Directed by Principal Research Scientist Elham Ghabbour and Professor Geoffrey Davies, the National Soil Project (NSP) at Northeastern University is collaborating with The Organic Center to examine some of the benefits organic agriculture may have on soil health.  We are also working with with OFRF on soil health communication.  Specifically, this project will quantify the amount of sequestered carbon in hundreds of organic farm top soil samples for comparison with corresponding conventional samples to determine differences in levels of humic acids (HA), fulvic acids (FA), and humin (HU) in the soils. These efforts will result in a reference database that will enable agronomists, farmers and environmental scientists to correlate soil health and productivity with agricultural practices, which will be an essential tool for maintaining and improving the quality of our nation’s soil through organic farming.

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Health Effects of Dietary Exposure to Pesticides

This collaborative project of The Center and Professor Lu of Harvard University will examine the health effects associated with dietary pesticide exposure through the lens of metabolomics, the study of chemical processes that involve metabolites. This research is critically needed, because while research studies are increasingly finding pesticides negatively affect human health, public awareness of these findings is low because there are few papers that look at exposure on the dietary level. This project will be directly applicable to consumers by examining levels and frequencies of exposure that are the most common for the general public.  In addition to our research, we will communicate our findings with the public to ensure understanding and increase awareness around the issue of pesticide risks.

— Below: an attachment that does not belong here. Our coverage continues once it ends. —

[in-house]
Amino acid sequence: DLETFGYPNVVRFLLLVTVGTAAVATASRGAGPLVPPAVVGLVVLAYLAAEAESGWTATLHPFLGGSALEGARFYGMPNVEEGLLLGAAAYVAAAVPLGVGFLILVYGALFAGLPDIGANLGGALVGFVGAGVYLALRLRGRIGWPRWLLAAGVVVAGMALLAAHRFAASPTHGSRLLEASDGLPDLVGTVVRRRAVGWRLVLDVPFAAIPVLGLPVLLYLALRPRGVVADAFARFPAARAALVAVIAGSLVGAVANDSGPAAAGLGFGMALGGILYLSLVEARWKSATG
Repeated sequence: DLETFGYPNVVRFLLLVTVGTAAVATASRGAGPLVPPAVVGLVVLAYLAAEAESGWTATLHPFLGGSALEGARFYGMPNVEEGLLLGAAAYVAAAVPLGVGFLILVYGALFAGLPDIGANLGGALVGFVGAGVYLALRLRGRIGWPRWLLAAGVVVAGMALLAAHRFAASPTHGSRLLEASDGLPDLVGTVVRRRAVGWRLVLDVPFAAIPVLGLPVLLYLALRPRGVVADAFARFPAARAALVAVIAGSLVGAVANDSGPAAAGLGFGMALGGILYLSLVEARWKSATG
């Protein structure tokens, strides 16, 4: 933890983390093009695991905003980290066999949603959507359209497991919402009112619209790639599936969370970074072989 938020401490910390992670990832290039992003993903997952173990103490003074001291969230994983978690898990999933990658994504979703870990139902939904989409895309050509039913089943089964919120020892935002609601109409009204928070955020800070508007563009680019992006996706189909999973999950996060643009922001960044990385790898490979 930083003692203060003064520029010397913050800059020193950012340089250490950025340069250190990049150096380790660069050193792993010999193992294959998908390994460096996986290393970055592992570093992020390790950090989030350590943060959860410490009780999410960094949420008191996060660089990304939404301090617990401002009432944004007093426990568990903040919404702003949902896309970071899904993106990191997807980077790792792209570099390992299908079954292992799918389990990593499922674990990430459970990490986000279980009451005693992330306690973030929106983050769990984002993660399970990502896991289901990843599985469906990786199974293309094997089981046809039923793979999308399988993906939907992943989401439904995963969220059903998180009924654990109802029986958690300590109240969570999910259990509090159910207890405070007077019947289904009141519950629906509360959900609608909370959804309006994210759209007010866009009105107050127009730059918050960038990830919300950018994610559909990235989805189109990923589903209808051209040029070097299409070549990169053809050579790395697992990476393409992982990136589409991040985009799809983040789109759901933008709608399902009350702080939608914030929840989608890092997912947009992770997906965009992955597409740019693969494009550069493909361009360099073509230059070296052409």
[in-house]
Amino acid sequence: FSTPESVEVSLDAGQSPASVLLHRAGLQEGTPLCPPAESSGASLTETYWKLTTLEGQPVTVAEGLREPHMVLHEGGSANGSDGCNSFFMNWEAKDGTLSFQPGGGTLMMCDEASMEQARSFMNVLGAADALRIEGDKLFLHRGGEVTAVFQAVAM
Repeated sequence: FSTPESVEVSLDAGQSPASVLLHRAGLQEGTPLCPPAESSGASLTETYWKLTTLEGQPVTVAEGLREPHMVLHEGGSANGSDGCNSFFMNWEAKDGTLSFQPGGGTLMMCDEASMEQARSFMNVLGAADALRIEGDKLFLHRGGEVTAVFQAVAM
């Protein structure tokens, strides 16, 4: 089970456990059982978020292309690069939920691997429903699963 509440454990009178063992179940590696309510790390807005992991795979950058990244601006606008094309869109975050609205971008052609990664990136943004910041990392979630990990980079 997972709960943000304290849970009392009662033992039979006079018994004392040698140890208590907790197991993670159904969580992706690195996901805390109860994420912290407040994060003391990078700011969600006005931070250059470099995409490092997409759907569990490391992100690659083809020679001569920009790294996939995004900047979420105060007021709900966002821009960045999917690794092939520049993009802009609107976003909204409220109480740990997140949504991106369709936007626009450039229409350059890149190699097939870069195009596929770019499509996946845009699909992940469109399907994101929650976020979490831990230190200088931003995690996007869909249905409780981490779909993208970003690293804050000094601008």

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Dietary Risk Calculator

Several studies have shown that organic products have far fewer pesticide residues at much lower average levels than conventional products, but have you ever wondered what that means for your health? This calculator quantifies the relative pesticide dietary risks for specific food-pesticide combinations for organic and conventional food categories. Pesticide dietary risk is a function of exposure (how frequently pesticide residues appear on food and at what levels) and toxicity (the innate biological activity of a pesticide).

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Methods for protecting organic agriculture from inadvertent pesticide residue contamination

Concern over exposure to pesticides is one of the top reasons that people choose organic.  Several studies have shown that organic products have lower pesticide residues than conventional products, but there are still incidences of low-level pesticide residues on a small proportion of organic products.  While these residues are low and often and typically are detected at levels below applicable FDA “Action Levels,” organic growers strive to eliminate all pesticide residues on their crops.  To improve the quality of organic and identify methods to prevent contamination at its source, the Organic Center is collaborating with Dr. Chuck Benbrook, a research professor at Washington State University, on a project that will fill the gap in the organic industry knowledge about pesticide contamination vectors.

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Organic alternatives to Conventional Celery Powder as a Meat Curing Agent

An OREI planning grant was awarded to the University of Wisconsin, with The Organic Center and The Organic Trade Association as collaborators, to help identify an organic alternative to conventional celery powder in curing organic meat and products.